While I was reading this anthology in a cafe in Homebush, a group of young kids walked past my table. Recognising my little தமிழ் self in them, I smiled. A few steps behind was a young women. She smiled and asked if I was Priyanka’s friend. She recognised my Tiger earings (Priyanka also rocks a pair). I learnt her name was அபிவதனா, Abbivathana.
“Priyanka makes me think twice about what has been presented to me by society, my upbringing and my education - she makes me want to learn more”, she explained with much gratitude.
She explained that it is because of Priyanka and other தமிழ்s who are fiercely displaying their தமிழ்ness and writing about identity, mental health and cultural journeys, that she is wanting to stop hiding from being தமிழ்.
This has been my experience too.
Before we can understand words, we are told stories. While trying to protect us from the trauma of the Sri Lankan government’s violence, our ammas, appas and grandparents have shared the happy moments and the celebrations. Some have narrated the horrors and the narrow escapes. As diaspora தமிழ்s growing up in new home countries, with a backdrop of genocide, it can be challenging and confusing to grapple with these personal and historical tapestries. Priyanka’s poetry gives us the language to process the complexities of evolving identities that are healing from war and resisting occupation, while being brave, unapologetic and dazzling.
Her writing holds space for us to navigate being migrants, refugees, Eela தமிழ்s and Women of Colour. Her deep commitment to living with integrity on stolen First Nations land holds us accountable. Her radical refusal to create art for a white gaze is inspiring.
We are lucky to have an அக்கா, daughter and Amma like Priyanka, who is challenging injustices - personal and systemic - and who is reminding us that art is a potent and critical form of resistance.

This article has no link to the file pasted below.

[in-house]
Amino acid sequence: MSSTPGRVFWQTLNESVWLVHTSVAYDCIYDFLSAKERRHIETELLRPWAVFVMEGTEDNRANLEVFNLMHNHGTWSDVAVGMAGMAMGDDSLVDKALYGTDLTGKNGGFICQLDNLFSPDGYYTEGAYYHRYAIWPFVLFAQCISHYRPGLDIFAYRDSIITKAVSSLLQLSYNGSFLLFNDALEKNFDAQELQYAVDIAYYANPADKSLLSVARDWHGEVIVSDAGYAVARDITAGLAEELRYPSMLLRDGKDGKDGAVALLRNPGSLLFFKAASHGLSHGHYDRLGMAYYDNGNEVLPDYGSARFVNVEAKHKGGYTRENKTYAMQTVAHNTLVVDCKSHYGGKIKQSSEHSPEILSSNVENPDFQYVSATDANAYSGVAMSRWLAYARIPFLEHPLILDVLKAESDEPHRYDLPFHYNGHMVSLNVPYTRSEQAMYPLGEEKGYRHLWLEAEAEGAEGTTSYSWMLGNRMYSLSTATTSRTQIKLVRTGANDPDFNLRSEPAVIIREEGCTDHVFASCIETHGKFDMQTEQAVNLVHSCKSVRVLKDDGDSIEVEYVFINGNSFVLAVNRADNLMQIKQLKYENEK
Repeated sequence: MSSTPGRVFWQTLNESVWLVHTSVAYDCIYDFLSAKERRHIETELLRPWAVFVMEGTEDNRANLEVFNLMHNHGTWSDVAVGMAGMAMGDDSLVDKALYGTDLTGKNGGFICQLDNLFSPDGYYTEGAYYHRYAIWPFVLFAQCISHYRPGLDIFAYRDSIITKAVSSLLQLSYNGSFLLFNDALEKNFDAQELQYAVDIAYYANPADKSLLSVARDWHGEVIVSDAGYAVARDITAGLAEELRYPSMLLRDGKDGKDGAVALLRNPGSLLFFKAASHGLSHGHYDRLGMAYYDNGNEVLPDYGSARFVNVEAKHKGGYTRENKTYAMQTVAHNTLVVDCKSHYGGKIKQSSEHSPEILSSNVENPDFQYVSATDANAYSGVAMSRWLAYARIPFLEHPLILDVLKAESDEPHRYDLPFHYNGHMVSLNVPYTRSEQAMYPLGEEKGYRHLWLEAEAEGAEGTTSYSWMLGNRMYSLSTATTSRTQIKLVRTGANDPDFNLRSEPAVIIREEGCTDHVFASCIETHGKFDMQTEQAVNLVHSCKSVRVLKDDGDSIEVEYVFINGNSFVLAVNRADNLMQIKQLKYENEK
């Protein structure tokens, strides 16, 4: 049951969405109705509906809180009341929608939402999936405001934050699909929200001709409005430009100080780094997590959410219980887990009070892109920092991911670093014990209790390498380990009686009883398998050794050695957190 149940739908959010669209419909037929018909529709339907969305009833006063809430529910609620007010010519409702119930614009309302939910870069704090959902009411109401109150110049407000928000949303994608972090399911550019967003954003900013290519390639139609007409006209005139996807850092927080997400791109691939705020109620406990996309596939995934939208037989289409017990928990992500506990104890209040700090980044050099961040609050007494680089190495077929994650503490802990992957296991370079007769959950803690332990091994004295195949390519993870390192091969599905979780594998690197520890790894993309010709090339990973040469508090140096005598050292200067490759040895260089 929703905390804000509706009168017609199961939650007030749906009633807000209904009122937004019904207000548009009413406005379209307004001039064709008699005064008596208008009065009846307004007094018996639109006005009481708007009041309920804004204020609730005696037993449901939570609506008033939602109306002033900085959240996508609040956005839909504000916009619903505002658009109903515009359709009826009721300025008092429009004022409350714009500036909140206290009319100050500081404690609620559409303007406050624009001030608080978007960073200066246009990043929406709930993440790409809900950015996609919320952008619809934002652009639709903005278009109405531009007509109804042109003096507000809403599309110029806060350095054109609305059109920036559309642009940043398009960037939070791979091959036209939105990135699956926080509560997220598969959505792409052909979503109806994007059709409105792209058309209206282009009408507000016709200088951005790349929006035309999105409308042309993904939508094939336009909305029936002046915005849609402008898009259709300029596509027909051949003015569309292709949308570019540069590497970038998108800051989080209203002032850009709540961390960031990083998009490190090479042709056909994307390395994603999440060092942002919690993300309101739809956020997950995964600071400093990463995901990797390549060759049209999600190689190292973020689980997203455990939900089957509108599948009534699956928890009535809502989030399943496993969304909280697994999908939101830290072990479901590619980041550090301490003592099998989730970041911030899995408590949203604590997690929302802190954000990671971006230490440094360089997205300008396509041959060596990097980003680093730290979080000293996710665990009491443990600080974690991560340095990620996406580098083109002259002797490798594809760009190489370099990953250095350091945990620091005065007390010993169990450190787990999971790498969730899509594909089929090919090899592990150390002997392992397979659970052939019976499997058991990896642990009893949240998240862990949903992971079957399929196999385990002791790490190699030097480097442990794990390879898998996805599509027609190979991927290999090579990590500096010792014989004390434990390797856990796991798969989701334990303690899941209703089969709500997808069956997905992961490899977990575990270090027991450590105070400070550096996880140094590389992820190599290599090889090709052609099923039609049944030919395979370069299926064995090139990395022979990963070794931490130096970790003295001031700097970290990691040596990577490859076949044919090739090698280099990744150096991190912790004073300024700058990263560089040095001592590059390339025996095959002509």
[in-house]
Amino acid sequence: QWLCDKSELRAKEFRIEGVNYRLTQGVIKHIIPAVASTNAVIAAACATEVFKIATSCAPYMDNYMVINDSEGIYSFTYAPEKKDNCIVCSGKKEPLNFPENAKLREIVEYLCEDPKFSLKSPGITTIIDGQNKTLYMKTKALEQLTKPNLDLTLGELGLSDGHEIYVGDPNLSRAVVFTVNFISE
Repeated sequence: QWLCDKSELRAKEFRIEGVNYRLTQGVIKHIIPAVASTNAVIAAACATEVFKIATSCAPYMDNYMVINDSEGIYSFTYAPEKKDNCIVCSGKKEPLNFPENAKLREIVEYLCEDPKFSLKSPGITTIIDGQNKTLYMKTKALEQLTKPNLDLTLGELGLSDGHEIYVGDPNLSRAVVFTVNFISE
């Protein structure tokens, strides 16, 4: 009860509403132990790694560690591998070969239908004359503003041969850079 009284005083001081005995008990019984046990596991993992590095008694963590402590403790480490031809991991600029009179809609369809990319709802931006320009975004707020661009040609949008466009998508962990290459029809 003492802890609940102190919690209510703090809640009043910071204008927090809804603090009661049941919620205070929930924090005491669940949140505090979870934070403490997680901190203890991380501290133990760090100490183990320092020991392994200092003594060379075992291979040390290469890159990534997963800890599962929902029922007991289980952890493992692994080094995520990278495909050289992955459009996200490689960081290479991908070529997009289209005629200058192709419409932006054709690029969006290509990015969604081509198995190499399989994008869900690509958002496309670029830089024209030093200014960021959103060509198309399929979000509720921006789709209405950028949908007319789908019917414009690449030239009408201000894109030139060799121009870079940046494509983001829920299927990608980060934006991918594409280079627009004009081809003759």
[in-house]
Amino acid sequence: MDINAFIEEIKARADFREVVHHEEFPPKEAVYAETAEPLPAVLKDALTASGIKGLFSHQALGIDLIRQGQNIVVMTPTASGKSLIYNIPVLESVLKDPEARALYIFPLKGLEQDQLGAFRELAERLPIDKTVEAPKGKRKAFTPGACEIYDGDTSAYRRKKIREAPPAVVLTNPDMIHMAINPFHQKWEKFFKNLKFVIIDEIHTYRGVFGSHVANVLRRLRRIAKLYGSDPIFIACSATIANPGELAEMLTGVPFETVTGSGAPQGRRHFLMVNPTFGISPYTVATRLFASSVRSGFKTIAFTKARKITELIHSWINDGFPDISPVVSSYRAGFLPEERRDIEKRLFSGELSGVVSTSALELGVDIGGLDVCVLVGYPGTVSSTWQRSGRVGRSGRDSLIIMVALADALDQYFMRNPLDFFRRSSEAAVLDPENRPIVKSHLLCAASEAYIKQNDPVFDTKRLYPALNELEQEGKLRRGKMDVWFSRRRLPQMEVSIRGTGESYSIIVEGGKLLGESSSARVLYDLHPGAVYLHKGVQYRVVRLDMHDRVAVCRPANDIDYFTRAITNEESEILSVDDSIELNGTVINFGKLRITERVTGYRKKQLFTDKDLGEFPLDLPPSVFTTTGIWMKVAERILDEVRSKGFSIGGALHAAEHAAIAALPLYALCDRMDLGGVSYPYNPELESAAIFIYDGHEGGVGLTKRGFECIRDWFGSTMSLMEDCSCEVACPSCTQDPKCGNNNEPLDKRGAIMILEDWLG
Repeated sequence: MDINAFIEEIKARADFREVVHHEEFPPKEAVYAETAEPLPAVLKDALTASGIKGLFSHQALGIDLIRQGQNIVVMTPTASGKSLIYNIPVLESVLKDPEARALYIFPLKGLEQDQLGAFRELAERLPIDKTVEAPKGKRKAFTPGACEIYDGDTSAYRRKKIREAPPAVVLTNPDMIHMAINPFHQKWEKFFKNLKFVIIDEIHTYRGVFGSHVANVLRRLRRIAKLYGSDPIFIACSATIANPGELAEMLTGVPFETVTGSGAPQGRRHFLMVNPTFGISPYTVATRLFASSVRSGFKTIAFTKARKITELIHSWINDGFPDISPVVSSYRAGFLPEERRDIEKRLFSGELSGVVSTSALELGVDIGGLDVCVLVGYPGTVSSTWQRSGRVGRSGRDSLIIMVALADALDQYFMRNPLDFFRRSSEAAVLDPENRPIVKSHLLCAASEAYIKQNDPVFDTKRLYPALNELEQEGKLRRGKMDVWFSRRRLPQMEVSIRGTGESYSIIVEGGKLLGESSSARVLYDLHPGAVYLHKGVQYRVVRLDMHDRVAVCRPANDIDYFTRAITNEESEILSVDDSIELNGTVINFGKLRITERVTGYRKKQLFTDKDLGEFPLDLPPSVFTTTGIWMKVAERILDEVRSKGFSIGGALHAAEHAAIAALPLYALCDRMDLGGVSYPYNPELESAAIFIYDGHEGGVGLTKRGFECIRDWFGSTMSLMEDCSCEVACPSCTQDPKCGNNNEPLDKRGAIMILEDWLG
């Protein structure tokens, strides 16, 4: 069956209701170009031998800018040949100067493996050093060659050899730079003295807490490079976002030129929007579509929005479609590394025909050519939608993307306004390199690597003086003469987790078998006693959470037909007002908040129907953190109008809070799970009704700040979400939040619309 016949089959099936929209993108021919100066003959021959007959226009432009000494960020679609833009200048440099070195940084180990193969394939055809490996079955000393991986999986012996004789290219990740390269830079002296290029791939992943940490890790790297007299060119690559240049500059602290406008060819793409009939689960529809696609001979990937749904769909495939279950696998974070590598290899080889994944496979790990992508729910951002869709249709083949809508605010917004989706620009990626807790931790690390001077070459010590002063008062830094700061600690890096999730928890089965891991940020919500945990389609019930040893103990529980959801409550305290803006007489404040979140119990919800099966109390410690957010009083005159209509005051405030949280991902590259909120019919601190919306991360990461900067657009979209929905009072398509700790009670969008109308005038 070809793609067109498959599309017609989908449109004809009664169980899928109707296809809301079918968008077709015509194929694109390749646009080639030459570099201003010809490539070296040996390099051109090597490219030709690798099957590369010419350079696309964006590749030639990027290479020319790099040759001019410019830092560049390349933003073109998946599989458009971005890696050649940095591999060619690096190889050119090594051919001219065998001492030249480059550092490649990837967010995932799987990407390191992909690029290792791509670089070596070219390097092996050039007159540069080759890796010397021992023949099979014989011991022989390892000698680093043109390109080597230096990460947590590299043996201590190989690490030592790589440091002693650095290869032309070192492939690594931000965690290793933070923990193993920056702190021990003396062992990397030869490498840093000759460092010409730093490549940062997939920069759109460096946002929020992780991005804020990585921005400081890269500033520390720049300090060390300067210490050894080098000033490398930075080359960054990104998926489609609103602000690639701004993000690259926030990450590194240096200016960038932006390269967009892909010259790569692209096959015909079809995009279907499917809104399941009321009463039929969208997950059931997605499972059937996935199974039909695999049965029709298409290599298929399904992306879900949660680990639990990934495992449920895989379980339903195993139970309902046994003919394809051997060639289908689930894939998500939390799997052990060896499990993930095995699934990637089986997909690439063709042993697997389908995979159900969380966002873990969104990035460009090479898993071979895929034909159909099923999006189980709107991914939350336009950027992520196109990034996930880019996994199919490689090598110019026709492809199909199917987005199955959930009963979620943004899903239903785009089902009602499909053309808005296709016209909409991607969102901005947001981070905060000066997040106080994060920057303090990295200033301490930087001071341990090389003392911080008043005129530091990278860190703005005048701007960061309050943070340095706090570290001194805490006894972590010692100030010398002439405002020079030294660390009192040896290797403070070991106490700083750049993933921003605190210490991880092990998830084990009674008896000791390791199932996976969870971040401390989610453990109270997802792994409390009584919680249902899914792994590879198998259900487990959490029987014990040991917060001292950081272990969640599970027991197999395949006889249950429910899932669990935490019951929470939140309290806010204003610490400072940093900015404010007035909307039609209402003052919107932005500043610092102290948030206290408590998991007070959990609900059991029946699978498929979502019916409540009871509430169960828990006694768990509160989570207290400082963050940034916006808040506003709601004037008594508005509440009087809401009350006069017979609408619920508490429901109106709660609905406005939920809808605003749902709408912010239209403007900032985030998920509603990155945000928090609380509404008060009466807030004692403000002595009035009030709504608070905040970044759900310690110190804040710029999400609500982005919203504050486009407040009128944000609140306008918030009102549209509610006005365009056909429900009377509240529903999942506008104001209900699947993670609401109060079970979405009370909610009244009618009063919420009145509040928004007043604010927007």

At the age of 82, the formidable Maya Angelou said, “the main thing is to be in love with the search for truth”. Priyanka’s poetry is a search for truth. May you fall in love as you lose yourself in these pages.
About the Author
Priyanka (she/her) is an Eela Thamizh woman who lives and works on unceded Darug land. She is the daughter of refugees who fled a state-sponsored genocide to the UK and migrated to ‘Australia’ in the 80s. A writer, educator and multidisciplinary artist, she chronicles her experiences on the intersections of her various identity markers, as well as her general observations of Western Sydney life through poetry, prose and creative non-fiction. She is inspired by the works of Oodgeroo Noonucal, Toni Morrison and Mathangi Arulpragasam.
Priyanka is passionate about the interconnected nature of individual and collective healing and growth outside of mainstream ideals, and founded @wearethemainstream, a collective that centres the voices and visibility of First Nations, Gender Diverse and Women of Colour. Priyanka is an earring enthusiast, consumes copious cups of cold kōpi and her love language is a good old Yālppāna rice and curry.